• Number of Fittings: This one is a little bit tricky, but this is our opinion: not every bespoke tailor does multiple fittings prior to finishing the garment, but every bespoke tailor can if they feel it is necessary or upon request.  At Ezra Cayman Bespoke Couture, we tend to try to reduce the number of fittings as much as possible because we realize that our clients are busy and time is money, and only require basted and forward fittings for our made in Italy and made on Savile Row suits or if a client has a particularly demanding body type.  If your tailor doesn’t offer pre-finished fittings, it doesn’t necessarily mean that he isn’t bespoke (maybe he’s just confident), but if you ask him and he says that it isn’t possible, he is MTM.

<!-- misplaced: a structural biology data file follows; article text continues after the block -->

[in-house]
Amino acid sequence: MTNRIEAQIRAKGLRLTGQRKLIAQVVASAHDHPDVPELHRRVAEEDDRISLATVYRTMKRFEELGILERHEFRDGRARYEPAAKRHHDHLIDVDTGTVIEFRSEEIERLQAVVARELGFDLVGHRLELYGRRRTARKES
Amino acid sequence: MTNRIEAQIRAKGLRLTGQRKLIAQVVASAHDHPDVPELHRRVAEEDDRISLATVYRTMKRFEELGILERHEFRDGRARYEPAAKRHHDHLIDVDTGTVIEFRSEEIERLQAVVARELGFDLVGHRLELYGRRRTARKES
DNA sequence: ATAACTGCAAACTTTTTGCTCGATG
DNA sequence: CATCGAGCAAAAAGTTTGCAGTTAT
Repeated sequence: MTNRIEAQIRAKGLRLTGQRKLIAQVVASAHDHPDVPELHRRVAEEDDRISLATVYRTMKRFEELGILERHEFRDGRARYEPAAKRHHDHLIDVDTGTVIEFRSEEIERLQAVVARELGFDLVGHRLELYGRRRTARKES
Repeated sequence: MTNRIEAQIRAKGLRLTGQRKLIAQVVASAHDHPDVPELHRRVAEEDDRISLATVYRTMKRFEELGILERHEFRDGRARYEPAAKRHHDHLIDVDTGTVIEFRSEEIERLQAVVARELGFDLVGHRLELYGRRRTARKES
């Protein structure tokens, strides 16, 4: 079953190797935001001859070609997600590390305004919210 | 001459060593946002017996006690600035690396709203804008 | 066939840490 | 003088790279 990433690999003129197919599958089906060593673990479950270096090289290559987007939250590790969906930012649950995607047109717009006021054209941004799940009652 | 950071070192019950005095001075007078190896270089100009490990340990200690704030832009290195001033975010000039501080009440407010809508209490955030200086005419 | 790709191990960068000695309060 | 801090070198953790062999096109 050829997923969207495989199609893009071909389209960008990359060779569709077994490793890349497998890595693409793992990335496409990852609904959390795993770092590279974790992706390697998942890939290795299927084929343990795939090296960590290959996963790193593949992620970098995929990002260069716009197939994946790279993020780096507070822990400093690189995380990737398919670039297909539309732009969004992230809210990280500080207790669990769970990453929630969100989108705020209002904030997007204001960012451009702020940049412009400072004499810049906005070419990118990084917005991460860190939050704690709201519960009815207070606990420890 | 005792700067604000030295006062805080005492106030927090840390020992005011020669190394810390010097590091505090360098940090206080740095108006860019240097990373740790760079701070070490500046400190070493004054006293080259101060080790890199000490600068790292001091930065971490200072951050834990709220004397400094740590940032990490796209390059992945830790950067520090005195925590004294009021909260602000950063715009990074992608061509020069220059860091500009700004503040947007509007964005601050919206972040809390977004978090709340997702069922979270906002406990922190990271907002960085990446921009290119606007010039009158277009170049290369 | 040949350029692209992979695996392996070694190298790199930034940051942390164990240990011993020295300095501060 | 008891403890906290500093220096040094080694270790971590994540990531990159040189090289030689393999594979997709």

• Turnaround Time: We’ve heard it said that a MTM suit takes 1-2 months to produce, while a bespoke suit takes 2-6 months to produce. However, there are 168 hours in a week, and most would agree that the average bespoke suit only requires 50-100 hours of tailoring — so we’re pretty sure that a tailor could easily produce a suit in 2-3 weeks if properly motivated.  And we’ve seen tailors in Hong Kong advertise a 24 hour turnaround for machine made garments, so the 1-2 months for MTM doesn’t seem to necessarily hold true either. Do bespoke suits require more time to produce than MTM? Absolutely. But these timelines you see online masquerading as key differentiators are bologna.  At Ezra Cayman Bespoke Couture, we have partnerships with bespoke tailors on 3 continents, and some take 4-6, some take 6-8 weeks and some take 8-12 weeks… and they can all reduce that time in direct proportion to your willingness to incentivize them.